FOR PEOPLE AND THE PLANET
By Kristin L. Gunckel and Rebecca Forthoffer
With support from David Vandenbelt, Dean Grosshandler, Christopher
Wilson, James Gallagher, Felicia Moore, and David Fortus
Michigan State University
Water for People and the Planet is a high school curriculum
unit developed to help students understand where our water comes
from and where it goes. This inquiry unit focuses on the connections
between groundwater and watershed systems. Lessons are designed
for students in general-level science courses who typically have
limited interest in learning science. Lessons are intended to
help students connect big ideas in science to their own lives
and see the relevance and importance of learning science. Included
within the unit are connections to personal water use; a recent
Mid-Michigan urban flooding event; an exploration of a groundwater
pollution case in Battle Creek, Michigan, which contaminated the
municipal groundwater supply; and investigations of water supplies
and water treatment facilities.
This unit follows a general inquiry and application model.
Lessons use a general approach that 1) establishes a problem/purpose,
2) develops a model and provides experiences using the model,
3) provides data for finding patterns, 4) allows students to develop
explanations, 5) and applies learning to new situations. Student
materials support student small group cooperation, conversations,
and co-construction of understanding.
Teacher materials provide embedded assessment scaffolds to
help teachers assess how well students are progressing towards
the learning goals and suggestions for what to do next in helping
students revise their initial ideas about important concepts.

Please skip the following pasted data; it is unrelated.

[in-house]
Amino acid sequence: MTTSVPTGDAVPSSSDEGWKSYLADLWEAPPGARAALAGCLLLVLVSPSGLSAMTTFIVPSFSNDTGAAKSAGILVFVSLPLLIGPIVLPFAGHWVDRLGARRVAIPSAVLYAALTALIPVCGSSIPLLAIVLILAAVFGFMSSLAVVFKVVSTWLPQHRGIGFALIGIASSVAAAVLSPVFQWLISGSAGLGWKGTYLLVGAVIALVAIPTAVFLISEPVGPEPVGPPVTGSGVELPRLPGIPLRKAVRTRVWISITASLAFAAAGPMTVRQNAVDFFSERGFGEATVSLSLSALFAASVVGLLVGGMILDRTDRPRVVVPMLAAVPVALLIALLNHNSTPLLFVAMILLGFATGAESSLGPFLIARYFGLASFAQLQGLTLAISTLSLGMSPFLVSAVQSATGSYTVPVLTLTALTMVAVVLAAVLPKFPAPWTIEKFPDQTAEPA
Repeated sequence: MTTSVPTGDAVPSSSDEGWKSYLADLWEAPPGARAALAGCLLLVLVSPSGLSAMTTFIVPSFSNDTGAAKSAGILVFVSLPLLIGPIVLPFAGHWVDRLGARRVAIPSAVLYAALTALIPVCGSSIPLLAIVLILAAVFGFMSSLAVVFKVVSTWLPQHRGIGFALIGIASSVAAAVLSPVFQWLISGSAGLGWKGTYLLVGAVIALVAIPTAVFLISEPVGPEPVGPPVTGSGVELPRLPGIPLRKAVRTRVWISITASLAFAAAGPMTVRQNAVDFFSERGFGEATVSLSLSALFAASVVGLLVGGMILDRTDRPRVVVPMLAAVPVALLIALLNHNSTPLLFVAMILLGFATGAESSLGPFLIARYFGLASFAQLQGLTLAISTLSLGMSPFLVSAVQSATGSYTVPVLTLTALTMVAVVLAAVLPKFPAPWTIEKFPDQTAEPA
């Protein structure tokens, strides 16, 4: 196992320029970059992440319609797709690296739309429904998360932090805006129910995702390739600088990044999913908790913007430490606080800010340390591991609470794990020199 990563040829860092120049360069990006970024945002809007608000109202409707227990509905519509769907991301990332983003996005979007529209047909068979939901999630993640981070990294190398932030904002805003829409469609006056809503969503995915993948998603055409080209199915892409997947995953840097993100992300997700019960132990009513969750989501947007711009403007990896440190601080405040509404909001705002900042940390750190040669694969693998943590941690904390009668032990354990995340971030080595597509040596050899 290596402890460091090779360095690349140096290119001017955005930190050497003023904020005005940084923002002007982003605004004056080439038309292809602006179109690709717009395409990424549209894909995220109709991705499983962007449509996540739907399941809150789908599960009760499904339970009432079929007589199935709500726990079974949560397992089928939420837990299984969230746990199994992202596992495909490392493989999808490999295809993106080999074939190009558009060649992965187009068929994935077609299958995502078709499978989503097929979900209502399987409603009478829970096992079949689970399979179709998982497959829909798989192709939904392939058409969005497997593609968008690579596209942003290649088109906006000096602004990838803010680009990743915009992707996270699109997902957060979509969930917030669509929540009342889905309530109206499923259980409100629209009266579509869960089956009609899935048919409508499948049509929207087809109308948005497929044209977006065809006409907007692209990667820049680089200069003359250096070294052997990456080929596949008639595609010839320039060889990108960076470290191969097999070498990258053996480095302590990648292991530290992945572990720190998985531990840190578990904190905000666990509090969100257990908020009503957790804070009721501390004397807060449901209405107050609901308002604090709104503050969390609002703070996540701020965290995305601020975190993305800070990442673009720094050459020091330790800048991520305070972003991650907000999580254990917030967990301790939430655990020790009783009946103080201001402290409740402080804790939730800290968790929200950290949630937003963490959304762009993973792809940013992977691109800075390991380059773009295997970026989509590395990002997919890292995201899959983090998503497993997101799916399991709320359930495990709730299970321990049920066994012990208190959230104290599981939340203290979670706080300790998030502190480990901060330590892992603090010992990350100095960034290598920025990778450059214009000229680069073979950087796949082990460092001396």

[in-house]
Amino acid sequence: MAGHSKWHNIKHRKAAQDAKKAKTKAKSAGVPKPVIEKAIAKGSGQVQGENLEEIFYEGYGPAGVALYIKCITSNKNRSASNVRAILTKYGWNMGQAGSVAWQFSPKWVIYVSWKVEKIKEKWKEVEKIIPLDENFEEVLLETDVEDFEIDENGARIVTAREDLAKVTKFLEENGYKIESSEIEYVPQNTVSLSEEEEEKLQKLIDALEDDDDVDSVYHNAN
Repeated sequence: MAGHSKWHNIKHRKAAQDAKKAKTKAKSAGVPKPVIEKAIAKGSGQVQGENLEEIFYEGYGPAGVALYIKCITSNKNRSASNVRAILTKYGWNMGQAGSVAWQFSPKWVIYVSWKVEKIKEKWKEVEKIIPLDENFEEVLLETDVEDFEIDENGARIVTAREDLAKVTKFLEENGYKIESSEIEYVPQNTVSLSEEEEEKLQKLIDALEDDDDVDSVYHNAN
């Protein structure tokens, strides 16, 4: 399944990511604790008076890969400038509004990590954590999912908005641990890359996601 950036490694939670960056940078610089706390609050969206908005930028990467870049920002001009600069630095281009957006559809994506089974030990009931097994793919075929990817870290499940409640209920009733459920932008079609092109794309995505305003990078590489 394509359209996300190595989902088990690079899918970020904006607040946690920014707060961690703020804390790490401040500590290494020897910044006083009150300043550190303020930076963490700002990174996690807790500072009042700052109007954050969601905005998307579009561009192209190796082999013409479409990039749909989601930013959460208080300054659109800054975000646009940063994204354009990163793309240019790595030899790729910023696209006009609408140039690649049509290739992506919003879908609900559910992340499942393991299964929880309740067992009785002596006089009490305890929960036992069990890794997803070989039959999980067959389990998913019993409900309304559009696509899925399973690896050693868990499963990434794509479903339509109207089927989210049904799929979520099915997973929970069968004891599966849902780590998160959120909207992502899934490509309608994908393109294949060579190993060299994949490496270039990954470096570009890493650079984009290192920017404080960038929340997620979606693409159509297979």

A pre-post test and a culminating authentic assessment activity
are also included.
Overview of the unit and learning goals
1 – Water as a Finite Resource
This lesson introduces the unit and establishes the purpose for
studying about water resources. Students learn about how much
fresh water is available on Earth, calculate their own water use,
and compare their water use to people’s water use in different
2 – The Engineered System
This lesson provides the context for all future lessons. It establishes
the big picture of the surface water system, the groundwater system,
and their connections to where we get our water and where it goes.
Students use specially-designed cards to lay out the parts of
the engineered water system from the natural source to their house,
and back to the natural system.
3 – Groundwater
This lessons looks specifically at the groundwater system. Students
build groundwater models and draw cross-sections of a groundwater
system using well-log data.
4 – Watersheds
This lesson looks specifically at the surface water system (watersheds)
and introduces pollution in watersheds. Students model and map
watersheds on an island, determine watershed boundaries on a map
of Michigan, and use their understanding of watersheds in a role
play activity to solve the a surface water pollution problem in
the Flood at Cottonwood Flats.
5 – Groundwater Pollution
This lesson returns to the groundwater system. Students examine
pollution in groundwater systems and the connection between groundwater
and surface water systems. Students contaminate and attempt to
clean-up the groundwater models they build in lesson 4, then use
maps and cross-sections to solve the problem of groundwater pollution
at the Verona Wells, Battle Creek, Michigan.
6 – Water Treatment
This lesson looks at what we do with our water and how we clean
it up. Students model the process of water treatment at a waste
water treatment plant.
7 – Renewable and Re-Useable
This lessons examines water as a finite but renewable and a re-useable
resource. Students role play water pollution and clean-up scenarios.
of Unit Assessment - The Salt Problem
This problem synthesizes surface water, groundwater, pollution,
and the engineered system. Students use map and cross-section
data to locate the source of salt pollution in an aquifer and
develop potential solutions.
Short answer pre-post test that teachers can use to assess student
learning. Questions match the identified learning goals and correlate
to the lessons in the unit.
This material is based on work supported
by the National Science Foundation under Grant No. ESI-0227557.
Any opinions, findings and conclusions or recommendations expressed
in this material are those of the author(s) and do not necessarily
reflect the views of the National Science Foundation.